Guys, Learn How To Cook A Romantic Dinner

You burn toast, have nothing but condiments in the fridge and live on takeout. Sound familiar? Never fear, guys: with our advice, even the worst cook can learn how to create a romantic, home-cooked meal.

By Bob Strauss

t’s not the kind of thing guys usually watch (especially when Terminator Salvation happens to be running again on TV), but consider yourself warned: entire networks are now devoted to the art of food preparation. Hours and hours of programming run practically 24/7, headlined by haute cuisine hunks like Bobby Flay and Michael
Choose a signature dish and learn to nail it.
Symon. As a result, millions of single women across the country have learned that a) the ideal male chef is a rugged, gruff, resourceful, yet still tender he-man, and b) any single guy worth his allspice should be able to whip up a romantic dinner as effortlessly as he’d power sand a granite countertop (or something similar).

So where does this leave the culinarily bereft — the legions of single men out there who not only barely know how to boil water, but whose kitchen arsenal amounts to one can opener, one all-purpose frying pan and a handful of knives and forks? How can they aspire to out-flay Bobby Flay and cook a perfect, appetizer-to-dessert romantic meal for their brand-new sweeties? It’s a tough assignment, so it’s a good thing I’ve enlisted the help of Kevin D. Weeks,’s guide to Cooking for Two. Here’s what he had to say.

Do your homework.
Only a Food Network VIP can whip up a three-course, off-the-cuff meal with whatever odd ingredients happen to be on hand — so trying to get creative with shrimp-flavored instant noodles, American cheese and half a jar of maraschino cherries is a sure recipe for disaster. “Choose a signature dish and learn to nail it — this will give you confidence,” Weeks says. If nothing else, braising half a rack of lamb every couple of weeks will supply the essential proteins you need to continue your romantic pursuits — though this might all come to naught if the girl you end up dating is a vegetarian.

Take your time.
“Hmm, the recipe says to bake the chicken at 400 degrees for one hour — so it’ll be much more efficient if I cook it at 800 degrees for 30 minutes!” No dice, says Weeks: “You should choose a main dish that cooks over low heat or in a low oven — low-and-slow is a forgiving cooking method because you’re not in a hurry, and if the dish cooking time varies by 15 minutes either way, it won’t make much difference. This also means that you can clean up as you go along, so the kitchen isn’t a complete disaster when your date arrives.”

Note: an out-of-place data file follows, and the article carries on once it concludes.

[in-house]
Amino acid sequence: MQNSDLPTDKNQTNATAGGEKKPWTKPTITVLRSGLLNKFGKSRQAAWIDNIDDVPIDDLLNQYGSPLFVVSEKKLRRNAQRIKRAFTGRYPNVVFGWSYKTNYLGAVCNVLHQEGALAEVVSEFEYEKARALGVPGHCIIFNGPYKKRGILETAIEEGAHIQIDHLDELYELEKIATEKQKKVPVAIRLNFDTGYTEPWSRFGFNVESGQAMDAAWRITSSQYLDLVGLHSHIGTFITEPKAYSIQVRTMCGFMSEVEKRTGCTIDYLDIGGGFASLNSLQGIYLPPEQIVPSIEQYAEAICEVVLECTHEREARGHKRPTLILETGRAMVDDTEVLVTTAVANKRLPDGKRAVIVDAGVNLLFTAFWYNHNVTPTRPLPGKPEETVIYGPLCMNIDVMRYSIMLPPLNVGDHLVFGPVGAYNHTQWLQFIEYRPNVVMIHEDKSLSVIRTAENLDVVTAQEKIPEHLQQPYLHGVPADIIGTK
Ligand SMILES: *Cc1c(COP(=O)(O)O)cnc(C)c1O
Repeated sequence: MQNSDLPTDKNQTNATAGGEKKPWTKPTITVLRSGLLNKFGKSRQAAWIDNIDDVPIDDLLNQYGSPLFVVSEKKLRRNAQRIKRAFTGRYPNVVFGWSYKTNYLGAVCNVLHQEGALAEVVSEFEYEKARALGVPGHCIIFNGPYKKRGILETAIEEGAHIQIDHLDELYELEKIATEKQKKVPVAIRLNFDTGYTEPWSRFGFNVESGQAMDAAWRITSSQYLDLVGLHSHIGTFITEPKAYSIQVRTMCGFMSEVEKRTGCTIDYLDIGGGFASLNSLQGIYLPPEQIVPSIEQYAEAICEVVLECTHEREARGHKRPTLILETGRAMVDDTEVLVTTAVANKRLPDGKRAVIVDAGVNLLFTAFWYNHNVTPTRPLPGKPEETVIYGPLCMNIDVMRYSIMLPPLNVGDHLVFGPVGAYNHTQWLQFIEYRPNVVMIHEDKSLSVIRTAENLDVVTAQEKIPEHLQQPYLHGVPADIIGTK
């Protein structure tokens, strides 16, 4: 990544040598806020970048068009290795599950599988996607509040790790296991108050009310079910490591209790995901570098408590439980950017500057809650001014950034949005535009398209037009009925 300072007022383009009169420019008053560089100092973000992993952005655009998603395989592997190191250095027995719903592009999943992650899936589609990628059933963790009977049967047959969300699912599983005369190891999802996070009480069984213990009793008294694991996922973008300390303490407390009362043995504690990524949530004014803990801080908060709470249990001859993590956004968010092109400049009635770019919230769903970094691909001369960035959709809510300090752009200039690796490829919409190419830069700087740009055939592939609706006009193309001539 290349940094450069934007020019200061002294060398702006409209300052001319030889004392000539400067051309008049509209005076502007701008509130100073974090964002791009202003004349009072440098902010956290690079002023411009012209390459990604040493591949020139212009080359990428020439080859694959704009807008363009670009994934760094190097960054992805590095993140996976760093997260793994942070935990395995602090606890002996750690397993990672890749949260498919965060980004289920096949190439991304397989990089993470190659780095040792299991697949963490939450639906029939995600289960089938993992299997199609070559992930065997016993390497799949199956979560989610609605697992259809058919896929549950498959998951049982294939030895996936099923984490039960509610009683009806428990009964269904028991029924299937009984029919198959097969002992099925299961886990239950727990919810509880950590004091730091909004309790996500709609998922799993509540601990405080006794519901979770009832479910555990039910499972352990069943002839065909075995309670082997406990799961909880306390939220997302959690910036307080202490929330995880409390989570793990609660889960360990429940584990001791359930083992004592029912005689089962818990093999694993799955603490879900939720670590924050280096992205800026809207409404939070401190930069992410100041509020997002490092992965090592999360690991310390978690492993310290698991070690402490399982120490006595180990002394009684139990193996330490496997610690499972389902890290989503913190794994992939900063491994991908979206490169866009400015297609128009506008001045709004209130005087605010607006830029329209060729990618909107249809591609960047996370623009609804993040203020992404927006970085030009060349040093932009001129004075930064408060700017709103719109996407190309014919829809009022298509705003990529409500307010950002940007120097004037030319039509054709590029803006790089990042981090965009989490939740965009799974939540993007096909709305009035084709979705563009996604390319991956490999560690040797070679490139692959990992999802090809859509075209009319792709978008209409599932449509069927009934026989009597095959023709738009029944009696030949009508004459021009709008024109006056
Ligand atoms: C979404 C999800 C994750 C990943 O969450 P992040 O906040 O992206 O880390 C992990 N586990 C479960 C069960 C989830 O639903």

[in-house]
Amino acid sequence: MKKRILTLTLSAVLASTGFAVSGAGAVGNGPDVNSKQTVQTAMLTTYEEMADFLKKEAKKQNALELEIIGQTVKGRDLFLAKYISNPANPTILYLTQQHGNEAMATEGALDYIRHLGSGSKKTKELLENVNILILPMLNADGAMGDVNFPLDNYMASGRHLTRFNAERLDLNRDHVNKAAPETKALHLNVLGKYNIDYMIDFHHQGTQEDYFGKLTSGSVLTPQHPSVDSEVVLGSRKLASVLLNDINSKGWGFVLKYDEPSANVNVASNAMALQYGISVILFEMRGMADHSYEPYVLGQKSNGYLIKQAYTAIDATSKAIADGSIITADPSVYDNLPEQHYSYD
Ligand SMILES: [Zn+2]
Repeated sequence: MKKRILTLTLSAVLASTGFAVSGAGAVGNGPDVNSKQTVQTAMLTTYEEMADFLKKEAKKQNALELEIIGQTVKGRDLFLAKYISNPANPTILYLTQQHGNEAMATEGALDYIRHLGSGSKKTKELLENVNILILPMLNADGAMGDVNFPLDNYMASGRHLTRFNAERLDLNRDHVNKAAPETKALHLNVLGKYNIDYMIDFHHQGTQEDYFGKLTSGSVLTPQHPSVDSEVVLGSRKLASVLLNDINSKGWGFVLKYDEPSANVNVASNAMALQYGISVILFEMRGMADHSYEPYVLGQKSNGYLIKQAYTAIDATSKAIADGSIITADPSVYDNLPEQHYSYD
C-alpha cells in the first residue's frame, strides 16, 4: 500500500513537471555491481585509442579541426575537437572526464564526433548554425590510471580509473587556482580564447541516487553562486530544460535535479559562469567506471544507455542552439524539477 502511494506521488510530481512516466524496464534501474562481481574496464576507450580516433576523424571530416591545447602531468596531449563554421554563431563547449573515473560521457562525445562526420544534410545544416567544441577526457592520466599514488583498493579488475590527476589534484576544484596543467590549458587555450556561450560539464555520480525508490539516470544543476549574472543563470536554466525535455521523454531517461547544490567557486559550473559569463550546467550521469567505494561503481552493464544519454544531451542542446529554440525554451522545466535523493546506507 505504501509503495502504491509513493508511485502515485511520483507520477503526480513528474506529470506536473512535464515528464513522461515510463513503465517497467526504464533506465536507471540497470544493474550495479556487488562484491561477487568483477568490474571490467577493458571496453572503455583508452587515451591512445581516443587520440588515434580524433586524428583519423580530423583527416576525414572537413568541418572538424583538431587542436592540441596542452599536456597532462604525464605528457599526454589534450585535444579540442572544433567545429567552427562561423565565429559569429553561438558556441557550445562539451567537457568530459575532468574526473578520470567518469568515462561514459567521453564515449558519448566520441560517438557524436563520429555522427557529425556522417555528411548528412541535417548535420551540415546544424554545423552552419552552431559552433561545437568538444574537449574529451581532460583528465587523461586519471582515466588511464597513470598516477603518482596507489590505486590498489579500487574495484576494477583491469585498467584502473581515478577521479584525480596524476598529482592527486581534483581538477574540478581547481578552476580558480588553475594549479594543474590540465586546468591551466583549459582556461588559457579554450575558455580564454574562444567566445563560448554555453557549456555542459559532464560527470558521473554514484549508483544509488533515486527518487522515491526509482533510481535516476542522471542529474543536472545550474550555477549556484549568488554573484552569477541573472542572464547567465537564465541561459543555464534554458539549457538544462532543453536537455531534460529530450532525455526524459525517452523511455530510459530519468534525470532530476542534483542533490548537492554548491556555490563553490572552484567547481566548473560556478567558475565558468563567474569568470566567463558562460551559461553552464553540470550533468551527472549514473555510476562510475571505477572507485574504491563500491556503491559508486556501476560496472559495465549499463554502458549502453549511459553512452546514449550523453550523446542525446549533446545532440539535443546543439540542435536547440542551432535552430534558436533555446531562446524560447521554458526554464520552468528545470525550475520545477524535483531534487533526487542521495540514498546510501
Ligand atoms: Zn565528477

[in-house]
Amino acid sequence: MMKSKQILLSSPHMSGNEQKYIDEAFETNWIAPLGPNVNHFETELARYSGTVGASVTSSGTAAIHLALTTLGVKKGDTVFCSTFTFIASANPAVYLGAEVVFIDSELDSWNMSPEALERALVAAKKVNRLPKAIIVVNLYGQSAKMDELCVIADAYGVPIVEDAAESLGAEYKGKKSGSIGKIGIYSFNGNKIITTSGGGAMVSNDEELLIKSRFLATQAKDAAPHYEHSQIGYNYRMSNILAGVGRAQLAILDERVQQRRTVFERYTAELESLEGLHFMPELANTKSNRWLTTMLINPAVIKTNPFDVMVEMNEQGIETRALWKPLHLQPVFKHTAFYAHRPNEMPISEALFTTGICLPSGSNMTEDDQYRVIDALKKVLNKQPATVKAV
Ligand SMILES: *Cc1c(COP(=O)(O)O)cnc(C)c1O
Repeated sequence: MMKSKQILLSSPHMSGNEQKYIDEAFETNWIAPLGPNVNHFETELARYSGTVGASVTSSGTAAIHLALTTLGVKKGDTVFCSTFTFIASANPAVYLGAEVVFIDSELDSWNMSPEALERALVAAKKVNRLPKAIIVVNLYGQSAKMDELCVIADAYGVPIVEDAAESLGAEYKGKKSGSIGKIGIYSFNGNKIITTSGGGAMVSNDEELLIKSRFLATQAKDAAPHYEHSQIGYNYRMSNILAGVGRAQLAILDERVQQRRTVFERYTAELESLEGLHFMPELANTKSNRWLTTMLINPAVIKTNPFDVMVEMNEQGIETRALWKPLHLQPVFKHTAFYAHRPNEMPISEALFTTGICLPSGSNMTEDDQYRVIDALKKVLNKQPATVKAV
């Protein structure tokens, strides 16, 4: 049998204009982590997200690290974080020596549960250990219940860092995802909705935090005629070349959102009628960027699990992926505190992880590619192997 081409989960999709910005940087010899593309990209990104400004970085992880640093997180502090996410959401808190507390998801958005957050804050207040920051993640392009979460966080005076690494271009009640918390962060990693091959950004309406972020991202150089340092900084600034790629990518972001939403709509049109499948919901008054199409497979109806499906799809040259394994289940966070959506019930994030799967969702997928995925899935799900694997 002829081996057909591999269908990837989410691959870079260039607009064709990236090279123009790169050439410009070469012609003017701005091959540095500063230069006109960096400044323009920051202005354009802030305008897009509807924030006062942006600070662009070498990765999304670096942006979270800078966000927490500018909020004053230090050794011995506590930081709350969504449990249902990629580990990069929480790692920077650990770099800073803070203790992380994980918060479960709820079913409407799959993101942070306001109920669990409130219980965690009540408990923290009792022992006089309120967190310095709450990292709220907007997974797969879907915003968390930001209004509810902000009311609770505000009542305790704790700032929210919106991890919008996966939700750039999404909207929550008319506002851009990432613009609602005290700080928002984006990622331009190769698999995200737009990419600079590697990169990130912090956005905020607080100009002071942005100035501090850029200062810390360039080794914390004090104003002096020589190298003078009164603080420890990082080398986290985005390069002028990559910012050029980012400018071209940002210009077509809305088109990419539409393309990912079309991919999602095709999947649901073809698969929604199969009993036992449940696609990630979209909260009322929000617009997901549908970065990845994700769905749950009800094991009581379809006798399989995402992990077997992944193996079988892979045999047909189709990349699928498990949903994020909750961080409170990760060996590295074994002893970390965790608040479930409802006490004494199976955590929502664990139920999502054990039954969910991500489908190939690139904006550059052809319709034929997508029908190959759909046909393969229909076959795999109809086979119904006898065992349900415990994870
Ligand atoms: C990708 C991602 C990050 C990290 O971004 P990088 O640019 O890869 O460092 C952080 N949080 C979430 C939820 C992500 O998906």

Use the right equipment.
Elaborating on that low-and-slow theme, Weeks advises choosing dishes that don’t require special hardware (though I guess if you had your own set of unusual kitchen devices, you wouldn’t be reading this article). He does make one exception,
Mise en place is an advanced technique used by the best chefs.
though: “I recommend buying a slow cooker, or Crock-Pot. This device is designed for low-and-slow cooking and can be used to make beef bourguignon for your romantic dinner, chili on game day, or even chicken soup if you find that you like cooking.” You’ll still need matching silverware, of course — try visiting your local thrift store.

Perfect your cooking techniques.
Once again, Weeks discourages novices from biting off more than their dates can chew; power-chopping that onion looks easy enough on the Cooking Channel, but trying this technique without lots of practice is just as likely to send you on a side trip to the emergency room. “Mise en place is an advanced technique used by the best chefs,” Weeks says, “but all it means is preparing and measuring all of your ingredients in advance. If the recipe call for a tablespoon of cumin, measure it out in advance and put it on a square of waxed paper; if it calls for half a cup of chicken stock, do the same in a coffee cup. You should cut up all the ingredients before you even heat the pan.”

Don’t show off.
Unless you’ve completely oversold your cooking prowess (say, by telling your date you were once Oprah Winfrey’s private chef), she’ll be satisfied with one lovingly prepared entrée — so you needn’t be as ambitious with your side dishes and dessert. Advises Weeks: “Buy frozen vegetables, zap them in the microwave, then add a fresh herb like chopped fresh dill (to buttered peas) or chopped fresh basil (to buttered corn). The herbs will change the flavor and make the vegetables taste homemade.” As for dessert, “buy it from a real bakery — not the frozen section of the supermarket.”

Rinse and repeat.
Practicing one perfect entrée, preparing the ingredients in advance, using the right equipment, and so on — that’s all great for making your date a first home-cooked meal. But if by some miracle your First Date turns into a Continuing Romance, you’ll have to expand your repertoire, since cooking the same dinner twice in a row is a bit like wearing the same dress to two weddings in a row. So once you’ve conquered that first hill of beans (so to speak), keep striving for success by trying new recipes. Eventually, you’ll be cooking restaurant-worthy meals to please any palate.

Bob Strauss is a freelance writer and children’s book author who lives in New York City. He’s also written the Dinosaur guide on, the online information network owned by the New York Times.
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